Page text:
Rochester, Minn. – After a morning of logistical delays, the Minnesota State Republican Party convention in Rochester got underway late Friday morning.
The morning’s ruckus – the program started an hour and a half late – potentially marked the start of a two-day battle over which candidates to support, but also comes at a moment of heartfelt optimism for Republicans seeking to control Minnesota Gov. Let’s see the possibility. For the first time in decades if they win a major in November’s election.
“For the first time since the mid-1960s, Republicans are on the verge of controlling the legislative and executive branches of the state of Minnesota,” Republican Party of Minnesota President David Hahn said in a speech to nearly 2,200 delegates in Rochester Mayo. Civic Center.
The same headwinds facing Democrats – high inflation, fears of violent crime and despair over the pandemic – are seen by many Republicans as tailwinds for their candidates.
Republicans currently control the state Senate, but Democrats control the House and each hold elected office statewide. All those offices – and every seat in the Legislature – will be on the ballot on November 8.
The battle for approval is headlined by a whole field of candidates for governor, including physician and former state Sen. Scott Jensen, state Sen. Paul Gazelka, businessman Kendall Qualls, dermatologist Dr. Neil Shah, former Hennepin County. Sheriff Rich Stanek and Lexington Mayor Mike Murphy.
Party support has no legal significance; Any candidate may elect to remain on the ballot for the August 9 primary.
paper ballot push fail
In the meantime, however, the energetic, and perhaps messy, process was at hand on Friday, the party over which President Donald Trump’s influence has added to energy, but doubts over institutions and customs.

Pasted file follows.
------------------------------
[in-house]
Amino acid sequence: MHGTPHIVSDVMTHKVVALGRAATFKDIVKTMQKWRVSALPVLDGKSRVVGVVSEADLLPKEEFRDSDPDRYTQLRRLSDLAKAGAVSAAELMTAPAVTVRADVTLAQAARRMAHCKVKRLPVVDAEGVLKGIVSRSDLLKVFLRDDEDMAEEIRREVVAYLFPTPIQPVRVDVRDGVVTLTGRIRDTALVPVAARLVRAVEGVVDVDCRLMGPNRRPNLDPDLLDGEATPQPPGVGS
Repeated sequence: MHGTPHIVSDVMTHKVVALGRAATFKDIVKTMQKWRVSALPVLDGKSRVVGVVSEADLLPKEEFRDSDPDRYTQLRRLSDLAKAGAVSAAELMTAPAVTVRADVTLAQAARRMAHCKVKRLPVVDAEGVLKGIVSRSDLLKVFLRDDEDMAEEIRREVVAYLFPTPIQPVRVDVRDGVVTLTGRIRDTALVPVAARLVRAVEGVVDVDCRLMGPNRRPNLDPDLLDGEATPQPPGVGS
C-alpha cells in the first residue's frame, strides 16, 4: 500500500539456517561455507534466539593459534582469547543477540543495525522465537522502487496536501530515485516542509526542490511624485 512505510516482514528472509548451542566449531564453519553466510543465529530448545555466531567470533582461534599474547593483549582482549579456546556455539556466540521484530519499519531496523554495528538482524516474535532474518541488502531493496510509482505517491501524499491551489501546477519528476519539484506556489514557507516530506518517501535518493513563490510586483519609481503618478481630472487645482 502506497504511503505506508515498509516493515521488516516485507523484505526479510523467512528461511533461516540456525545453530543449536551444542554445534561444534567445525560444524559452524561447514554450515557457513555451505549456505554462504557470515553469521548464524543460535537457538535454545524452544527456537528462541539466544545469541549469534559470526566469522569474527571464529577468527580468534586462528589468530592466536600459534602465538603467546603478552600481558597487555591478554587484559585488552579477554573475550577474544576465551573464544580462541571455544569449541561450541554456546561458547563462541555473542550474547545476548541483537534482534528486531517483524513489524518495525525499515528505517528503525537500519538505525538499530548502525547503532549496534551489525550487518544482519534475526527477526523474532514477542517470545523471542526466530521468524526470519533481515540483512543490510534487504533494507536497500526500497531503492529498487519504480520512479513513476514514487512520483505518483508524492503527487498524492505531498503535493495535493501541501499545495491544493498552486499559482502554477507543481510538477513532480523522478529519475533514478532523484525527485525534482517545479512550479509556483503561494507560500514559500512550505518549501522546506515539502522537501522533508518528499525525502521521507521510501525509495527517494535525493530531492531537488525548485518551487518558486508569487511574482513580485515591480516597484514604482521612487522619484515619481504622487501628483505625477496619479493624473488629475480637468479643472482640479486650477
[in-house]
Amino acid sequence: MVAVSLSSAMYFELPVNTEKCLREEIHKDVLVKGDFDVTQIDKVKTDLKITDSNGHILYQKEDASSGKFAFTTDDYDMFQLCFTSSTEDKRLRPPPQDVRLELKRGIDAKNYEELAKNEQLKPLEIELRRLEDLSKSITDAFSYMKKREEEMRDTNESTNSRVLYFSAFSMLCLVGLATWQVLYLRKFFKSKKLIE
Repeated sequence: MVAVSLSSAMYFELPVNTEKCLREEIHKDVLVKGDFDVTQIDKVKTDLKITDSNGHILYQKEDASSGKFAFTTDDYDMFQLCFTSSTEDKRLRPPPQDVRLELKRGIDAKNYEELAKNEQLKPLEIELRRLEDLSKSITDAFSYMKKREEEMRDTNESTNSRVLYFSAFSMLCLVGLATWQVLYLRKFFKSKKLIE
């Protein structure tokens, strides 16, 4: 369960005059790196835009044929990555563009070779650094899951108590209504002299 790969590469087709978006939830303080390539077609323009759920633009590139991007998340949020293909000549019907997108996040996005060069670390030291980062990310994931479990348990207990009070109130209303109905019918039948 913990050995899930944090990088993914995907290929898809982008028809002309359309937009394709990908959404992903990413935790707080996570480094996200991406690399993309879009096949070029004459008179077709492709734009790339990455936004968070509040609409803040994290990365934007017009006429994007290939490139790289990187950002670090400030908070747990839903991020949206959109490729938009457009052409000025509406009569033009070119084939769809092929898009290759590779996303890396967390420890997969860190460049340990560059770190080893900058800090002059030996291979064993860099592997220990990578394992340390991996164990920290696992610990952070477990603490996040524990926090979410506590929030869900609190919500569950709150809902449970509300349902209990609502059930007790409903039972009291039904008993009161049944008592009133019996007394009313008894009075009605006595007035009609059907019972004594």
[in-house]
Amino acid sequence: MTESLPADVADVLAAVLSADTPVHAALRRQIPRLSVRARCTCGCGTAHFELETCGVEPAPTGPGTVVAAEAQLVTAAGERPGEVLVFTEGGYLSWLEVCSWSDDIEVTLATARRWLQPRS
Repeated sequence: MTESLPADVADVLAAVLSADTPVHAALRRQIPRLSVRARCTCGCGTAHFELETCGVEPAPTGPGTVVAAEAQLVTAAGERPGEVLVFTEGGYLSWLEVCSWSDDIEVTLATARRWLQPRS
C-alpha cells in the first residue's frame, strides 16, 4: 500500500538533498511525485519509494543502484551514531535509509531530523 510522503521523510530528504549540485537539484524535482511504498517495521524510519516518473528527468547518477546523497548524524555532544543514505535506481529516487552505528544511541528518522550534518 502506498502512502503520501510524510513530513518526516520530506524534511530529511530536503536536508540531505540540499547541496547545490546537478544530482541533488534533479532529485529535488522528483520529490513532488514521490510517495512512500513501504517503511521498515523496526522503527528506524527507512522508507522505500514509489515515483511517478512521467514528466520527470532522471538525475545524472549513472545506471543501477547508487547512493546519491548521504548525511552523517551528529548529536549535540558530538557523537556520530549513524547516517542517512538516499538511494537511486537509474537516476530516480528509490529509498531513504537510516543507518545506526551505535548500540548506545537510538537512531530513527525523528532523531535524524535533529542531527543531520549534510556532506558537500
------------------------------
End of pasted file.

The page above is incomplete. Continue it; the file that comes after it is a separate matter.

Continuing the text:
To that end, the convention featured a preliminary debate about voting by electronic means – as both sides have attempted to do for several recent conventions – or paper ballots. The push for paper ballots stemmed from the belief that electronic voting could not be trusted – an idea stemming from Trump’s false claims that he had won the 2020 election but that it was somehow stolen from him. Courts, journalists and election officials and legislatures across the country have rejected the idea.
Those opposed to paper ballots argued that the electronic method could be relied upon, and that the process of counting ballots would take so long that it would not be possible to complete endorsements before 6 p.m. Saturday, the scheduled closing of the convention.
Attempts to go to the paper ballot failed miserably.
At the party’s 2018 convention in Duluth, delegates were forced to cast some votes via paper ballot after an electronic system crashed.
Han urged party unity in his inaugural address, saying, “The only thing that presents an obstacle for us is this.” “Do we have the will to rise above disagreements with each other?”